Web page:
The recent credit crunch of 2008 ignited in 2009 one of the most severe economic slowdowns since World War II. In many countries, such as the United States and the United Kingdom, the intensity of the recession is such that comparisons are made with the Great Depression of 1929. This book will shed some light on the causes of the recession and its effects on the balance of international powers. Furthermore, many regions of the world, and developed countries in particular, are currently in the midst of significant population ageing caused by falling fertility rates and increased life expectancy. This may cause a world-wide capital shortage in the long run. This book addresses this issue, as well as the extent to which policy reforms play a significant role in the international capital movement and the impact the world-wide short-term fiscal expansion has made on the global economy. Also examined is the impact of some possible options (US fiscal stimulus, monetary easing in the US, and foreign official purchases of US treasury securities) on the economies of the US and the rest of the world, and the US current account deficits by using structural vector autoregression (SVAR) model.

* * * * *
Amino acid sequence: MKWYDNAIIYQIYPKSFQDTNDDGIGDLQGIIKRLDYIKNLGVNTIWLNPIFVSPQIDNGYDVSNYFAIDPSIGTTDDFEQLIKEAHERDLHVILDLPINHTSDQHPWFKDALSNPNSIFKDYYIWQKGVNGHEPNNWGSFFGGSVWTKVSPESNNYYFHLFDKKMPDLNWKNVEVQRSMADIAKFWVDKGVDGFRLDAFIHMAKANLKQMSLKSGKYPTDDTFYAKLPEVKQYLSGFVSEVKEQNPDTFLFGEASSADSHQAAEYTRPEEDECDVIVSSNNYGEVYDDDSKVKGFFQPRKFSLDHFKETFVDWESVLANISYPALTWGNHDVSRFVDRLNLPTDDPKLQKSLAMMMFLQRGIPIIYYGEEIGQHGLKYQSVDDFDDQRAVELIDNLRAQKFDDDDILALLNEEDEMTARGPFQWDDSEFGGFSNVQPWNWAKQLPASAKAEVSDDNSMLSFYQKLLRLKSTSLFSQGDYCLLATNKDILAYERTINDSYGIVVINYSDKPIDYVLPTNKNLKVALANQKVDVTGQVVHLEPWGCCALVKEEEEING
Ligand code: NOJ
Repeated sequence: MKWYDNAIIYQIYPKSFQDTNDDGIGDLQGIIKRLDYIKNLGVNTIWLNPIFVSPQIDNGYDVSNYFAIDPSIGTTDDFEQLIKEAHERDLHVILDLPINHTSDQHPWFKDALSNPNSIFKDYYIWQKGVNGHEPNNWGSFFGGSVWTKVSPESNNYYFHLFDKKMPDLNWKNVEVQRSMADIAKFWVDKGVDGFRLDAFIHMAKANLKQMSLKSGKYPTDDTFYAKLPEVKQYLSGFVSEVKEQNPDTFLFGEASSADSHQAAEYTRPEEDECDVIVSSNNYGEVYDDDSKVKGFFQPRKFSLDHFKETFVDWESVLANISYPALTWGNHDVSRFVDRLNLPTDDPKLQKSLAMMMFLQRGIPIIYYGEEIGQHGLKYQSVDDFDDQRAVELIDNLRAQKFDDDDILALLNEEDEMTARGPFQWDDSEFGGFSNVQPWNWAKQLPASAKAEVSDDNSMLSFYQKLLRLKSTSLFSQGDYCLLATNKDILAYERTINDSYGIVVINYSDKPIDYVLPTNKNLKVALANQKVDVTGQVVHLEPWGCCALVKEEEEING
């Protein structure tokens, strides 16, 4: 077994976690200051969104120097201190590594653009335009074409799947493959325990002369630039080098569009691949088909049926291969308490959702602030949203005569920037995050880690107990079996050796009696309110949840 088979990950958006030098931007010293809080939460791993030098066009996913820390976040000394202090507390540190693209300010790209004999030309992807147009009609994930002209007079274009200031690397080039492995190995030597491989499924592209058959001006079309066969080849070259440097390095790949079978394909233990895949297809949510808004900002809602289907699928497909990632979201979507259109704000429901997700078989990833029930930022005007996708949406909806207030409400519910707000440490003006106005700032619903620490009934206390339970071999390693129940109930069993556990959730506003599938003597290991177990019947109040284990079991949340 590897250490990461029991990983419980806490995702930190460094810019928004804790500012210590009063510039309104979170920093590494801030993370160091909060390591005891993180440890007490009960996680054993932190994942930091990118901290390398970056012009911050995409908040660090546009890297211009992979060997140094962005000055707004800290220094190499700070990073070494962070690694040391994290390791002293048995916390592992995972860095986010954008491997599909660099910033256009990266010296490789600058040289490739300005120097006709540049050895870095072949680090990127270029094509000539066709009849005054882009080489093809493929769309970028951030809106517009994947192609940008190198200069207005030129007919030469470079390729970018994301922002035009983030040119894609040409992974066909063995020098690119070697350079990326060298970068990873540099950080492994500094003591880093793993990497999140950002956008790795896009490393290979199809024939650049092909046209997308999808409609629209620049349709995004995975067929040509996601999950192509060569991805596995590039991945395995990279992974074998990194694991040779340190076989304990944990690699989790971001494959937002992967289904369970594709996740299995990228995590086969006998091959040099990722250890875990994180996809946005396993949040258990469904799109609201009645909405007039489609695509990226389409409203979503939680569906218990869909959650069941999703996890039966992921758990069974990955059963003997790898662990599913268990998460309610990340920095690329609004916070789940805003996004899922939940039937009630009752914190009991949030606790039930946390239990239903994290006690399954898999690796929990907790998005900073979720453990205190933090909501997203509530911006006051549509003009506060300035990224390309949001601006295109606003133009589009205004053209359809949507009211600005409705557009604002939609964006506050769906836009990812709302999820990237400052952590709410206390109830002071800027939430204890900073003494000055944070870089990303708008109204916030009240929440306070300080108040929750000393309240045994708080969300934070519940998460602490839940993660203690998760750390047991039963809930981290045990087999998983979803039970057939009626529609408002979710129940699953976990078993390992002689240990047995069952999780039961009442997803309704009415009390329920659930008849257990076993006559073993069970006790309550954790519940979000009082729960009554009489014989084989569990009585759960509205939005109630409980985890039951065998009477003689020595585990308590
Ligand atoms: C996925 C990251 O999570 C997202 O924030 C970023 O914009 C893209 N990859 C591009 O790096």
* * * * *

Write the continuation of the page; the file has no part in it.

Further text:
This book also examines the depths and necessary measures for countries in the Eurozone, and the monetary union in particular, to control and counteract the global recession. Other chapters discuss the different methods of modelling volatility of stock prices and exchange rates, the correlation between individual investments, investor preferences and the relative size of risk weights and the effects of regulation, and the future of capital asset pricing models (CAPM0), one of the central areas of research in finance.